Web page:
What Is Marfan Syndrome?

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By boone
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Marfan syndrome takes its name from Antoine Marfan, a 19th-century pediatrician in France who first described the symptoms in 1896. Also known as MFS, Marfan syndrome is a genetic disorder that affects the connective tissue that holds the tissues and organs of the body together.

Found throughout the body, connective tissue provides elasticity and strength to muscles, ligaments, bones, and other bodily structures. MFS can affect many different body systems to varying degrees. Symptoms may develop in either childhood or adulthood and can range from mild to severe, with sometimes life-threatening complications. Treatment options have advanced to make the condition manageable for many patients.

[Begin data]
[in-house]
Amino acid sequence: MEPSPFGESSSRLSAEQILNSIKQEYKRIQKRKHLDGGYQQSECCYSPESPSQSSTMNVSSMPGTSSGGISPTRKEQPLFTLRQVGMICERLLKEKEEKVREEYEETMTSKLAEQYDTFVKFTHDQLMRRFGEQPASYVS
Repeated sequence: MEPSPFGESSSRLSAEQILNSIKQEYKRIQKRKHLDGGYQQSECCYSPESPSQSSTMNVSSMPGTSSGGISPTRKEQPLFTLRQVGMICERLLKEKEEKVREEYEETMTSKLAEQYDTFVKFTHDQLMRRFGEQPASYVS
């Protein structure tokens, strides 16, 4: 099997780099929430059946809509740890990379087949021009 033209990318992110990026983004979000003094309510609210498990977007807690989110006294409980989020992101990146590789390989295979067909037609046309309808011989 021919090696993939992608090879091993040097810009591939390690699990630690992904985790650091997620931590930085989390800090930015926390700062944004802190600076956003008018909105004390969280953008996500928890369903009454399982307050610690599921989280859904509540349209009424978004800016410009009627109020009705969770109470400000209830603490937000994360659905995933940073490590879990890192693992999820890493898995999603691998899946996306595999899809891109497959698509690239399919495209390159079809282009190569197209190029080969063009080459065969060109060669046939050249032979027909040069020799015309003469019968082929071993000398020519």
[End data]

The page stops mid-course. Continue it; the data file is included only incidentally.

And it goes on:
1. Prevalence

Because Marfan syndrome results from a genetic abnormality, it occurs all around the world, affecting different races and ethnicities. Both men and women can experience MFS and do so in roughly equal proportions.

Marfan syndrome is considered rare, affecting an estimated one out of 5,000 people. It is caused by a dominant gene, so if one parent has MFS, each of their children has a 50% chance of having it too.

Marfan Syndrome

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